A number of factors contribute to household food insecurity – such as household income levels, age, education, gender, size and structure of household, labour constraints due to poor health and effects of HIV and AIDS, food production levels, food prices and distance to markets.

Food insecurity is a significant precursor to malnutrition. A key indicator of access to inadequate nutrition is the prevalence of underweight children (under five years of age). In 1991, the prevalence rate was 22%; by 2007, it had dropped to 14.6%. However, between 2003 and 2008, 45% of children under five years of age suffered from moderate or severe stunting. The effects of childhood malnutrition are long term, often affecting the child’s ability to learn.

Unequal opportunities for girls and women

Good progress is being made in enrolling both girls and boys at primary school level, owing to the introduction of free basic education in 2002. The dropout ratio in primary level has been stable at close to 1.0%. However, the ratio at the secondary level declined between 2003 and 2006.[4] Affirmative action at some universities and teacher training colleges has helped push up the number of girls enrolled at tertiary level. Nevertheless, the dropout rate for females remains higher than for males at all levels of the school system. At grades 1-9, it is 3%, versus 2.1% for males. At grades 10-12, it is 1.98%, and 1.25% for males.[5]

What these figures don’t show is the number of children who are out of the system, expected to reach 1.2 million by the end of 2010. Many children who have not been orphaned but are in families struck by HIV and AIDS cannot attend school. Besides, figures do not indicate the quality of the education those who are in school receive. In Zambia, HIV and AIDS have taken a heavy toll on the education. The number of orphans has soared over the last decade. In 1996, the number of school-aged orphans who were not in school was estimated at 400,000 – by 1998 the number had doubled. These children could not afford to attend school due to poverty, or the need to care for sick parents and guardians, engage in income generating activities or early marriage (especially for girls).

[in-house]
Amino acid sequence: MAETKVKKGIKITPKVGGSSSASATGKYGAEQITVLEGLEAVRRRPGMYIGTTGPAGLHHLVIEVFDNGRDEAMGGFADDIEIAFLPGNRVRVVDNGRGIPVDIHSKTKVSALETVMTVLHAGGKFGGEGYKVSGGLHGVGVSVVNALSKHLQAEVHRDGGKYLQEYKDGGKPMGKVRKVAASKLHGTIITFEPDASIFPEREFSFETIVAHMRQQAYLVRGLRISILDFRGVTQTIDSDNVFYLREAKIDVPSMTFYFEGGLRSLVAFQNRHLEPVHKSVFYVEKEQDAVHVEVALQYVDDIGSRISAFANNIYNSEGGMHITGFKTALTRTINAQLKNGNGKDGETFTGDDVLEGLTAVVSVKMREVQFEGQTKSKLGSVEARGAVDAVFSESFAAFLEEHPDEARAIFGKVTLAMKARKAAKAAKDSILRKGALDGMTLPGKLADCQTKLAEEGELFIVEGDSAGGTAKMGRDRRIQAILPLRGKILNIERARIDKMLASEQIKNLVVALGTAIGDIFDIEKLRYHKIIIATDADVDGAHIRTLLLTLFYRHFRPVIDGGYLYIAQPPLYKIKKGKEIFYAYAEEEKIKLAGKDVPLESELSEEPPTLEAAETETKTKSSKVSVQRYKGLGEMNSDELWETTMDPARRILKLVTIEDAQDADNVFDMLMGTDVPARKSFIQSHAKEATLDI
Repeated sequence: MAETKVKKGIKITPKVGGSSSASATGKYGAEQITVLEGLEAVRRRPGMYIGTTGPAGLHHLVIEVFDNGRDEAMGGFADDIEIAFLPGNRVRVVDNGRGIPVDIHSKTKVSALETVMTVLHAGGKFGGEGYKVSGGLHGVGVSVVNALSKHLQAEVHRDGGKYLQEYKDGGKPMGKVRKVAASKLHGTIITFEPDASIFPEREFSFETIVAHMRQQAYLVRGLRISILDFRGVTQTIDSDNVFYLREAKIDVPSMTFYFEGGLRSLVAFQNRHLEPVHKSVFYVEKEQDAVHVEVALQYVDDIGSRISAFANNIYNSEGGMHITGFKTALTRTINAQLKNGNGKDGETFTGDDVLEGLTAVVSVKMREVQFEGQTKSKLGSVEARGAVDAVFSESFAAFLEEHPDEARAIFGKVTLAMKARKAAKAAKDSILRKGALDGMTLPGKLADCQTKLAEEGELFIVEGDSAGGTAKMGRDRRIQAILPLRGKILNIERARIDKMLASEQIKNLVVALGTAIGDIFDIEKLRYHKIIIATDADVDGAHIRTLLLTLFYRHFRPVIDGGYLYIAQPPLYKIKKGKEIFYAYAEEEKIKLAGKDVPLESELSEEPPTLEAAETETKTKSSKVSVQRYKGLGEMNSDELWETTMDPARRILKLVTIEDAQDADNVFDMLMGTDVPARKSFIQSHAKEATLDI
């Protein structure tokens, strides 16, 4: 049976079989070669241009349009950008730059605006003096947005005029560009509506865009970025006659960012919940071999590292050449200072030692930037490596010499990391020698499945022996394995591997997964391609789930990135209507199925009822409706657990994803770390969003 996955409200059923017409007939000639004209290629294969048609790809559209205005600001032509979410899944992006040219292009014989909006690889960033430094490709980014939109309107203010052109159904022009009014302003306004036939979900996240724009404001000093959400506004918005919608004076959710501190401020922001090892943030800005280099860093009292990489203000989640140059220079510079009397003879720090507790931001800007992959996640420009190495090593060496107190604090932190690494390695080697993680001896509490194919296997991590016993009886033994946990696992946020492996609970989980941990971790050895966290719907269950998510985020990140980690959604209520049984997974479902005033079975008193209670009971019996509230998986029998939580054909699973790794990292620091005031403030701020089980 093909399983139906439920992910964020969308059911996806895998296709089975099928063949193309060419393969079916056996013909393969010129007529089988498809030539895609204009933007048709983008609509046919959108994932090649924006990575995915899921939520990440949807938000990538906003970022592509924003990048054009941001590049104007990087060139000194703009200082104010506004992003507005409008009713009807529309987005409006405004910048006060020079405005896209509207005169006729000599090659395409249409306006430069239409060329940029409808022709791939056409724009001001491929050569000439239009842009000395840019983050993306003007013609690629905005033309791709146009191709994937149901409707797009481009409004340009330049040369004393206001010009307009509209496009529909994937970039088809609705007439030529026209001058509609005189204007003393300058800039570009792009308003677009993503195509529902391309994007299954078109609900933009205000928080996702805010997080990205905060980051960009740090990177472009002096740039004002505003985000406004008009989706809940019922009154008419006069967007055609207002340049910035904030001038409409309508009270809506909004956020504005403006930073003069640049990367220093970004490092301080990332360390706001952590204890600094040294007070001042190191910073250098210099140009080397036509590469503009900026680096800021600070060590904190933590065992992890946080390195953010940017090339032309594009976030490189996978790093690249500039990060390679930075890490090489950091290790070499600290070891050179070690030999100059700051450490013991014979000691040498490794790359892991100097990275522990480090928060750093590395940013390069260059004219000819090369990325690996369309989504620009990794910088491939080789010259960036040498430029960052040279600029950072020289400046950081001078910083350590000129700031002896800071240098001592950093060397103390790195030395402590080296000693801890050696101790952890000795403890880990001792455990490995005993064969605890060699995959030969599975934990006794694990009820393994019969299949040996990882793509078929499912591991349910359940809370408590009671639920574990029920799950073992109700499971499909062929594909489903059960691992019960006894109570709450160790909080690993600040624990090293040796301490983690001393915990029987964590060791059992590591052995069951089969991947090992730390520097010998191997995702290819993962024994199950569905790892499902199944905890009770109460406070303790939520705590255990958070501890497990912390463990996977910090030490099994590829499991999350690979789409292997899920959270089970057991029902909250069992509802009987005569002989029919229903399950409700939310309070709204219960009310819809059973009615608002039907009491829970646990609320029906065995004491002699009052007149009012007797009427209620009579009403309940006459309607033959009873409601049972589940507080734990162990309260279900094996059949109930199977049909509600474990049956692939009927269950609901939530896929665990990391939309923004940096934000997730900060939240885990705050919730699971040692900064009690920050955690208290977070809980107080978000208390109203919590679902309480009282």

The quality of education has been compromised by a dearth of teachers, especially in rural areas, as well as inadequate infrastructure, equipment and learning materials and sexual harassment and violence against girls in schools.

In the political sphere, the patriarchal attitudes that continue to undermine women’s rights in all spheres have kept Zambia a long way from the target of 50% women representation in decision-making stipulated by the Southern African Development Council and African Union protocols.  The proportion of women holding elected office in national parliament and at local government level has increased, but at an extremely slow pace. In 1991, there were only 6% of parliamentary representatives were women. The proportion climbed to 12% in1996. It remained at that level in 2001, and rose marginally after the last elections in 2006, to 14%. The proportion of women elected as councilors remains a paltry 7%.

Foreign Direct Investment